Nationality: United States of America
Occupation: Relationship Banker, Chase Bank
Residence: Laguna Niguel, CA
Date of Performance/Collection: 4/19/2021
Primary Language: English
Other Language(s): Swedish
The following conversation is transcribed from a conversation between me (HS) and my co-worker/informant (SC).
HS: So what is one of your favorite customs that you and your family participated in while you were in Sweden?
SC: So in midsummer, we have this tradition that we do at home, lots of partying drinking, food, all that. But what makes it unique is that we do all of that around this thing called a maypole. It’s like this giant cross, pole, weird-looking thing that is covered with green vines, roses, flowers, and stuff. It’s massive and it has these circles on the pole, too. You can look it up it’s really cool. They also call it the Mayflower pole or midsummer pole. It’s basically celebrating the arrival of the summer season. Because Sweden is further north and it’s dark up until the summer the arrival of summer is a huge deal because it’s actually light out again.
My informant is a co-worker from my job. He is a Relationship Banker, and so we work a lot less closely than my other co-workers on the teller line. Regardless, he is a great guy and we enjoy a little office rivalry- he went to UCLA. Yuck. His parents immigrated to the United States from Sweden, but because he still has a lot of family living there, he visits a lot and in the process has brought back a lot of Swedish traditions to his family here in the United States.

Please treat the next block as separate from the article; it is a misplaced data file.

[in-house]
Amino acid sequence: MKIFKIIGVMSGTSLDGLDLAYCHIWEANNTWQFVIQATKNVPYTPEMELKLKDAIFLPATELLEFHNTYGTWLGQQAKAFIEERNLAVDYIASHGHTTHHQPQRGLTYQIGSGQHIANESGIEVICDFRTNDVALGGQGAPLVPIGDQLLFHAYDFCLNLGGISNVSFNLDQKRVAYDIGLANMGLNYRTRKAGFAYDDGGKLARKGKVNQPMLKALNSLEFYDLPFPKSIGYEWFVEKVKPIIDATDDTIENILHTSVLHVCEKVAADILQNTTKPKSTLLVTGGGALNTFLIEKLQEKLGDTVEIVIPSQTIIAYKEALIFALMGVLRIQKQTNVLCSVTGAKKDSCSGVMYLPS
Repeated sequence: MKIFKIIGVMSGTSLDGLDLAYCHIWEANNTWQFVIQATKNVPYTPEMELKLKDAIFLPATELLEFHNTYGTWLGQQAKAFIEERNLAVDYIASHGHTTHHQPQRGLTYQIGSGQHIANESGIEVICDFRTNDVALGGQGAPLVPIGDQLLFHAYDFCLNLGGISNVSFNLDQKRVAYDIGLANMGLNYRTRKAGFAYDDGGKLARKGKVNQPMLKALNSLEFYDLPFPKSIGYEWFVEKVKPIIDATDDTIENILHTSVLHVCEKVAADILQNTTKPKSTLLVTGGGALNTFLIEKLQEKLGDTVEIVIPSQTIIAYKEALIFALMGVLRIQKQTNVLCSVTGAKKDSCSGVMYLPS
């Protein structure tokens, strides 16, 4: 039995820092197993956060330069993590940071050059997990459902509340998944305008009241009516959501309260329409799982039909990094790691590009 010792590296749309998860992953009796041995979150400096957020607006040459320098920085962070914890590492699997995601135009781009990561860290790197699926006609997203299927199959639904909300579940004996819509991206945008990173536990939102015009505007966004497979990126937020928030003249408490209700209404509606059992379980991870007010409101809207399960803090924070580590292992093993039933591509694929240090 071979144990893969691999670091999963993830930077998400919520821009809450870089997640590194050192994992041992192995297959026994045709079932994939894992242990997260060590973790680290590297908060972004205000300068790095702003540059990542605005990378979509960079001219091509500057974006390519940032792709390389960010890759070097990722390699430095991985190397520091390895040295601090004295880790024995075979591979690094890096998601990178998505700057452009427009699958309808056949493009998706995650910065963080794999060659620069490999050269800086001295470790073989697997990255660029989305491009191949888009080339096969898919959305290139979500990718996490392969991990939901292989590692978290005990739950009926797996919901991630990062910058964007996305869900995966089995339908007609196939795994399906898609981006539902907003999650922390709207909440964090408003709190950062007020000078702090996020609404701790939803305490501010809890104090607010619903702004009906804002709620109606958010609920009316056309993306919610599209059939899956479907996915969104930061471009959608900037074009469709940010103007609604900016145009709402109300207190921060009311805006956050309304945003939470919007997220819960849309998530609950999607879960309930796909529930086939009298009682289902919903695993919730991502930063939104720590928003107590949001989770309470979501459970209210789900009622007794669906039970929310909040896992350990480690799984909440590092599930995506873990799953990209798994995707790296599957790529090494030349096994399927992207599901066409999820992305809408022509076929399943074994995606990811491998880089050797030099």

We had gotten all of the pre-opening work done that we needed to get done, and it just so happened that our Branch Manager brought in some Dunkin Donuts to rally the morale of the troops. And so my co-worker and I sit there, grubbing some glazed donuts, going about the usual surface-level conversation. The typical weekend updates, customer complaints, all the good stuff. I decided to shift the conversation to talk about a tradition that my family and I had done the past weekend and asked if he had any that he did with his family. He was delighted to hear the question and started elaborating immediately.
While I’m sure there are nuanced aspects of the Swedish maypole that weren’t elaborated upon in the transcription, the tradition that was described is popular throughout much of Western Europe, primarily in Germanic countries. It is important to note, though, that I think the festival would carry a lot more significance in further North countries, as my informant touched on, because of the lifestyle changes associated with the arrival of summer. The sun starts to come out much more frequently during the summer months, and the fact that the Swedish maypole festival marks that, in my opinion, carries special significance.
If you happen to be interested in learning a maypole dance and have an even number of participants that are also interested, please refer to:
Williams-Lundgren, Gertrude. A Simple Maypole Dance for Any Even Number, by Gertrude Williams-Lundgren. 1922.